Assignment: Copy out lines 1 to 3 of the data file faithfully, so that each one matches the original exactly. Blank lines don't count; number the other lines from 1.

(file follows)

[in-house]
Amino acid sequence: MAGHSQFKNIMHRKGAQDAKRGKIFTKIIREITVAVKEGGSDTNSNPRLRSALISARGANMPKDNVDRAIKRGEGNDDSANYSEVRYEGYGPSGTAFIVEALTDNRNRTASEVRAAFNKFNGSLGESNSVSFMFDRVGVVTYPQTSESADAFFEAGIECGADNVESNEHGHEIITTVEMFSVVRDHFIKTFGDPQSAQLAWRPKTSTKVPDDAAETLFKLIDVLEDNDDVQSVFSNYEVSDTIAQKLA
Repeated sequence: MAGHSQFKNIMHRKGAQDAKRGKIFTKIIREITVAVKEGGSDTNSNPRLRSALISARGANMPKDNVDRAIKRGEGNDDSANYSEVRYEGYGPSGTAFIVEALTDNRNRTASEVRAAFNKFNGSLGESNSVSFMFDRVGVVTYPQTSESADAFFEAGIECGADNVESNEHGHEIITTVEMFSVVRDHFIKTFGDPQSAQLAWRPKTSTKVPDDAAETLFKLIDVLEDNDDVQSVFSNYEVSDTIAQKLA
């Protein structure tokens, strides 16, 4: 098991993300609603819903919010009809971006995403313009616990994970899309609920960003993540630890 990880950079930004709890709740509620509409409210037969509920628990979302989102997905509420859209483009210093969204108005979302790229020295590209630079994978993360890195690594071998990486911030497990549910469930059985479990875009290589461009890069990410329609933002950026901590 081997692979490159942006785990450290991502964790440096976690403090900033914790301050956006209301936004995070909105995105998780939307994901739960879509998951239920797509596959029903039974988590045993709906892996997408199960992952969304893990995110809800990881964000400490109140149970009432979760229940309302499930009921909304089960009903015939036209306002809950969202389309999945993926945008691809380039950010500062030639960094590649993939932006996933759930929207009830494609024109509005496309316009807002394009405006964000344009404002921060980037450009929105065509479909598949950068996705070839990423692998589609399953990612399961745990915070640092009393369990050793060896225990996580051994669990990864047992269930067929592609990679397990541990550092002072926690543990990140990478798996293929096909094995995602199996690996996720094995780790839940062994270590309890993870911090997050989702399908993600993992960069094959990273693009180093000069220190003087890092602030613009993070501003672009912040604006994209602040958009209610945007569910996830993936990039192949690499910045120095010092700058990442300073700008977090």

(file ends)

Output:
[in-house]
Amino acid sequence: MAGHSQFKNIMHRKGAQDAKRGKIFTKIIREITVAVKEGGSDTNSNPRLRSALISARGANMPKDNVDRAIKRGEGNDDSANYSEVRYEGYGPSGTAFIVEALTDNRNRTASEVRAAFNKFNGSLGESNSVSFMFDRVGVVTYPQTSESADAFFEAGIECGADNVESNEHGHEIITTVEMFSVVRDHFIKTFGDPQSAQLAWRPKTSTKVPDDAAETLFKLIDVLEDNDDVQSVFSNYEVSDTIAQKLA
Repeated sequence: MAGHSQFKNIMHRKGAQDAKRGKIFTKIIREITVAVKEGGSDTNSNPRLRSALISARGANMPKDNVDRAIKRGEGNDDSANYSEVRYEGYGPSGTAFIVEALTDNRNRTASEVRAAFNKFNGSLGESNSVSFMFDRVGVVTYPQTSESADAFFEAGIECGADNVESNEHGHEIITTVEMFSVVRDHFIKTFGDPQSAQLAWRPKTSTKVPDDAAETLFKLIDVLEDNDDVQSVFSNYEVSDTIAQKLA